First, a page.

Gear Guide – The Importance of a Good Ski Boot-Fit

August 6th, 2014
  


Everything the light touches is yours – a boot fitter’s wet dream. Image:: Chani Caulfield

In partnership with FootPro

Mountainwatch | Chris Booth

Everyone has horror stories about ski boots. I’ve even heard stories of people quitting skiing over them. They are the ultimate necessary evil of skiing – well that and lift tickets. I have probably made every mistake in the book when it comes ski boots, and I’ve got the feet to show for it. But I think I’ve at least got the basics down by now, and if I’ve learnt one thing it’s that there’s no such thing as skiing in ugg boots. Or, if you want to ski in ugg boots, try snowboarding.

The key is to get boots that fit properly and that make your skiing as effortless as possible. That means maximising transmission of power from your legs, through your boots and into your skis. You don’t want to be trying to ‘maneouvre’ your boots so that you can turn your skis. You just don’t.

To get maximum power transmission you generally want the smallest, most precise boot possible. But let’s face it, those ain’t gonna be comfortable.
So how do you get maximum power transmission with maximum comfort? I follow three rules:

  1. See a boot fitter. Seriously, if you want to ski hard all day in your boots you need to consult a boot geek. They will point out things about your feet, knees and stance that will open your eyes about the way you ski. They will also talk you down from buying those ridiculously stiff and uncomfortable race boots with a 140 flex that you think you need.
  2. Put a custom footbed in it. There are lots of different insoles on the market, some heat-mouldable, some conformable that just mould as you ski. The choice is yours, just avoid those pancake looking thingies that come with your boots.
  3. Put a custom liner in it. I go with Intuition Power Wrap liners. Intuition liners are foam-injected, heat-mouldable inner boots that work with any shell. This tongueless liner is just about the stiffest on the market, and wraps around the ankle locking the heel down in a way that’s hard to beat. The wrap also removes the pain you often get down the shin with traditional tongue liners because there are no pressure points.

But that’s just the basics. To drill down a little deeper I called Simon Ashton from Footpro in Melbourne – a serious boot geek – to find out what to actually do when you go and get your boots fitted.
After a little bit of a pow wow about how good Mt Buller is, Simon nailed it down to 5 key tips.

  1. Listen to your boot fitter, but also listen to yourself.  “I see a foot and have my own ideas of what will match it. But at the end of the day the customer is going to feel different things that I can’t identify just by looking at them,” says Simon, “a good boot fitter will always have a discussion with you to get you into the right boot, and we rely as much on the customer’s feedback as our own expertise to find the sweet spot.”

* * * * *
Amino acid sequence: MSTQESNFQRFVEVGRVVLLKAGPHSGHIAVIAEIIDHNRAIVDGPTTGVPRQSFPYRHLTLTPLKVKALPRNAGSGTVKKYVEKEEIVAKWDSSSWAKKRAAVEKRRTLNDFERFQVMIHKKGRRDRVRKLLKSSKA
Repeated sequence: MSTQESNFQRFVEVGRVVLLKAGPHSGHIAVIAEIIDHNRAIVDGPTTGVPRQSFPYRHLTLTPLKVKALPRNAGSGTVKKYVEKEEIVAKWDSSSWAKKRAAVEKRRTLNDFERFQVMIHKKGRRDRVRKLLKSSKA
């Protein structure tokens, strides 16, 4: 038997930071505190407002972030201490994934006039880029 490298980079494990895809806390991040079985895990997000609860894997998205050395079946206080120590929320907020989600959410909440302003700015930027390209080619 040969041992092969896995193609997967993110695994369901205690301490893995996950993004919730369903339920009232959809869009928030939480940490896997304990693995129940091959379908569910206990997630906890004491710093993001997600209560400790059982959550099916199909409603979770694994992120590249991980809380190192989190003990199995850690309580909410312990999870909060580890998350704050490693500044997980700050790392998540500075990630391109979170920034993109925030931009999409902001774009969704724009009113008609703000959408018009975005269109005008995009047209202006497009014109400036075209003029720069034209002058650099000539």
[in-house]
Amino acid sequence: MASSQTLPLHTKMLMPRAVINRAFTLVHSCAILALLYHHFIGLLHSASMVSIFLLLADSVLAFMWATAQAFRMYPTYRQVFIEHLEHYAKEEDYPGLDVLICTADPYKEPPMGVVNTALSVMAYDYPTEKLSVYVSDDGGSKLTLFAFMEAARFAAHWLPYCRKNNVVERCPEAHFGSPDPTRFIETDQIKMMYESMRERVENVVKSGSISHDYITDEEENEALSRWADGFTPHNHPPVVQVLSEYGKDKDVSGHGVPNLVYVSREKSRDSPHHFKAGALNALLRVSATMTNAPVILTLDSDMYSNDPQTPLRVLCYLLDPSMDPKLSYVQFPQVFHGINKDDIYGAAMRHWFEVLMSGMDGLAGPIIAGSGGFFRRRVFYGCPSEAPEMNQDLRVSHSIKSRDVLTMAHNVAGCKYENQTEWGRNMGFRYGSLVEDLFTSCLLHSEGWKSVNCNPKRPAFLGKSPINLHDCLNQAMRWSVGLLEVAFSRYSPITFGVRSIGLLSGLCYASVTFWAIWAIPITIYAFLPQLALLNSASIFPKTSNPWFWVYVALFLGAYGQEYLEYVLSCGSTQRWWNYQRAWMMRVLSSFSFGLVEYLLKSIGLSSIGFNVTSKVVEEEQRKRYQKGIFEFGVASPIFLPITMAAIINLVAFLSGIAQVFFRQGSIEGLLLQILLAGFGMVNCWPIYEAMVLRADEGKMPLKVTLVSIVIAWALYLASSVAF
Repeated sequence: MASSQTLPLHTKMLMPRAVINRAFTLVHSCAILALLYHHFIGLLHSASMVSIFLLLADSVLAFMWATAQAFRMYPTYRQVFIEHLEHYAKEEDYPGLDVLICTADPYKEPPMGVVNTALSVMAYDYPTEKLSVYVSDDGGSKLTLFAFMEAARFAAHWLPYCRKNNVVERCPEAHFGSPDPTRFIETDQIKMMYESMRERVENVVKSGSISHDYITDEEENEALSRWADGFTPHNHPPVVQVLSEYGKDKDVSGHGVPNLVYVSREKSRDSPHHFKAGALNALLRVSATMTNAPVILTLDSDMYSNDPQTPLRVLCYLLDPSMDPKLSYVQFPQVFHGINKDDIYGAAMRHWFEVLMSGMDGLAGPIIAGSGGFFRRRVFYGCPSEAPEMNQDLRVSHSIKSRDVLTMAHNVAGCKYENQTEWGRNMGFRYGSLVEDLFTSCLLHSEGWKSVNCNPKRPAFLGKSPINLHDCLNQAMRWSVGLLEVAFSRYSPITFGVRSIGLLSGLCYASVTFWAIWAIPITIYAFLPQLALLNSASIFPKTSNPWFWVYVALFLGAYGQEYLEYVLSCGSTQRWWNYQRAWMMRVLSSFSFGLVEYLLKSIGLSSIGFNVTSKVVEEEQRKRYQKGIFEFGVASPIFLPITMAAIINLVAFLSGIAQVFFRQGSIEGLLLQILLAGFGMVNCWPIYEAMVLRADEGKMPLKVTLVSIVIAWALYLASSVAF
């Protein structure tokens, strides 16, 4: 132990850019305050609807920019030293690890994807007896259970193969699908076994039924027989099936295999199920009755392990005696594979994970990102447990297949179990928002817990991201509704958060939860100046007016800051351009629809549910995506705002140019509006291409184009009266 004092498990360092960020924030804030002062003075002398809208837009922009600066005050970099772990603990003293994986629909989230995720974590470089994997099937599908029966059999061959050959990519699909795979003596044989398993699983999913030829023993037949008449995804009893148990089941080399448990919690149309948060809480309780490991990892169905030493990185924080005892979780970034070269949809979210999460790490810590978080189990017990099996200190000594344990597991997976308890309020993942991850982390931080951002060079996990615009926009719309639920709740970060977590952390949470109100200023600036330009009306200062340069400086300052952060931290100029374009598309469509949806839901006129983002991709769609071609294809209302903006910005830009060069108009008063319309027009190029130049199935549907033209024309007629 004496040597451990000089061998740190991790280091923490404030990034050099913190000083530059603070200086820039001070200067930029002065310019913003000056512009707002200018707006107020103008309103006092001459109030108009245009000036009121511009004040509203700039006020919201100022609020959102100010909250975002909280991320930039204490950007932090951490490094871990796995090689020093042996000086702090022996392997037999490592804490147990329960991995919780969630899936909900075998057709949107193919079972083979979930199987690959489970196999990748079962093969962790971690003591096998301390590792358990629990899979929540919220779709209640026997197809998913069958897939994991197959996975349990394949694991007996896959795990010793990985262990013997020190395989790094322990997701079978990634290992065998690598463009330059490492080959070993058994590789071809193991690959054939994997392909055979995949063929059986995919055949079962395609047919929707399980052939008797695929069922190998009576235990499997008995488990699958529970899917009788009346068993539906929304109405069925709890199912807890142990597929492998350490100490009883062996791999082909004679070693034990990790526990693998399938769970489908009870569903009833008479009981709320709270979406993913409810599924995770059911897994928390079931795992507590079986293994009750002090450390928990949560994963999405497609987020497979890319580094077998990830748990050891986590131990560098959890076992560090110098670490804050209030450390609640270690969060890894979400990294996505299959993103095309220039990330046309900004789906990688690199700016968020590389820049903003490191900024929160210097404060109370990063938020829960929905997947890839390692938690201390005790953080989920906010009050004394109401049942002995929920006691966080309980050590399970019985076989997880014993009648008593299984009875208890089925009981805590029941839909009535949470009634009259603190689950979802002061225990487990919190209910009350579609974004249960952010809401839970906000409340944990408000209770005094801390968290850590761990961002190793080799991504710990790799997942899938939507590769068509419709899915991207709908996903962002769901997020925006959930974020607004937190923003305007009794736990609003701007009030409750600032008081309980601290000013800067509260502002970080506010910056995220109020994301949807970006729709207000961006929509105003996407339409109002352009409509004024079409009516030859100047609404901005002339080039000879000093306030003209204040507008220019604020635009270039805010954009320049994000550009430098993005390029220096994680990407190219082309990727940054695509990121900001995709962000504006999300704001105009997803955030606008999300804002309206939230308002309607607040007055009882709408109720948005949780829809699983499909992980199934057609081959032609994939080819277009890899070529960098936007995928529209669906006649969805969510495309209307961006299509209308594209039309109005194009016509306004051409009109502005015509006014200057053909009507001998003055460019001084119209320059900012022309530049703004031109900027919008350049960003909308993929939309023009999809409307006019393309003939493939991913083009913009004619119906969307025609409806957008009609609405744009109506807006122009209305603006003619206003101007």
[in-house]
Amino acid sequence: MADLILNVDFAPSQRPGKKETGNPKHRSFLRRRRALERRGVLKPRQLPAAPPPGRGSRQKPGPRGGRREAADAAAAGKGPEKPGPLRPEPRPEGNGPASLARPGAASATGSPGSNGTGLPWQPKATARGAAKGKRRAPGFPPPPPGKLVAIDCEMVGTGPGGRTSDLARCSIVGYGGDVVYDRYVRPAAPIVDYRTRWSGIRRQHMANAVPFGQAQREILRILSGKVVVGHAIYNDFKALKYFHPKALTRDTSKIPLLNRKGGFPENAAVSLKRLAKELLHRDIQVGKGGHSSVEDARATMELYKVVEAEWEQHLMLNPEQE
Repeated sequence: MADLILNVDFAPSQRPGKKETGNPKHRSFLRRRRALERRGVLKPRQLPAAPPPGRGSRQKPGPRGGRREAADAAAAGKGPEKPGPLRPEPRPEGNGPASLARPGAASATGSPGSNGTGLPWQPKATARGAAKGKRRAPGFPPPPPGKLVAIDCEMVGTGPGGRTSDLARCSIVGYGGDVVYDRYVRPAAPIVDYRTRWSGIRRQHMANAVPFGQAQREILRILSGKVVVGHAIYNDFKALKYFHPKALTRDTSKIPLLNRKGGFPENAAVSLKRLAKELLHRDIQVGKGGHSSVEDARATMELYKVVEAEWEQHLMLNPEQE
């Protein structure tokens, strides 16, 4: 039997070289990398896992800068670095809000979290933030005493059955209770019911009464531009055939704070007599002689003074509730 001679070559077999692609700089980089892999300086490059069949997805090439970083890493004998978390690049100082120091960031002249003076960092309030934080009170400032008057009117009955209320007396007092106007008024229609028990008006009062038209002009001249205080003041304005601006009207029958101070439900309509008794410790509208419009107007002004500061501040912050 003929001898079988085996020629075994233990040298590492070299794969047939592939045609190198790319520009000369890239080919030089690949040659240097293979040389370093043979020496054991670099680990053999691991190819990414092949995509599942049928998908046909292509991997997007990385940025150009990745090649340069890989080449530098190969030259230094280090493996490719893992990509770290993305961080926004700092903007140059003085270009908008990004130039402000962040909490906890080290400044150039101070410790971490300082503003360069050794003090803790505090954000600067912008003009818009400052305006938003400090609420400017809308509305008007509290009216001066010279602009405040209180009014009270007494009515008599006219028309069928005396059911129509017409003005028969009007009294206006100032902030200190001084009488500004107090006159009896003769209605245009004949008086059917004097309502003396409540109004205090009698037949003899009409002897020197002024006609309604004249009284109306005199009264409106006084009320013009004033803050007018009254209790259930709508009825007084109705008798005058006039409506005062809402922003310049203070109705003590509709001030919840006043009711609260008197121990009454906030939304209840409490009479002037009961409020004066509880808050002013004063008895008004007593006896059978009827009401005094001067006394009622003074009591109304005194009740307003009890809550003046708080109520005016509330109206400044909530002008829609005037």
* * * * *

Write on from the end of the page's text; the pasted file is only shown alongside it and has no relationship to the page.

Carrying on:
2. Be honest. “Almost everyone who comes in to Footpro says they are an ‘advanced intermediate’, but what does that mean exactly? Be upfront and tell us everything, it’s kind of like visiting a doctor, the more information you give us the better we can diagnose any foot issues you may have, and then we can use that information to help you into a boot that isn’t just comfortable, but actually solves some of the problems you have been experiencing when you ski.”
  3. Bring your old boots with you.  “Then we can see what’s not working. When a customer brings in their old boots and stands in them for us, we can see what’s wrong a whole lot more clearly.”
  4. Don’t self-diagnose. “It’s so easy now just to google your problems, but it’s almost always wrong. Fitting a foot into a boot is not always straight forward, because boot pain is often caused by a combination of things, including stance, pronation, and even skiing ability and technique – not just foot composition. For example, is your wide-looking foot caused by an over-pronating collapsing (flat) foot or is your foot actually wide? It’s important that someone with experience actually analyses what’s going on, otherwise you can end up doing more harm than good.”
  5. Have an open mind. “It’s easy to set your mind on a certain model or colour. But there are so many options on the market now, and often the boot that you came in thinking you would buy isn’t actually the boot that fits you best.”


The ol’ pressure plate: this thing assesses your boot alignment, stance efficiency and balance. Image:: Chani Caulfield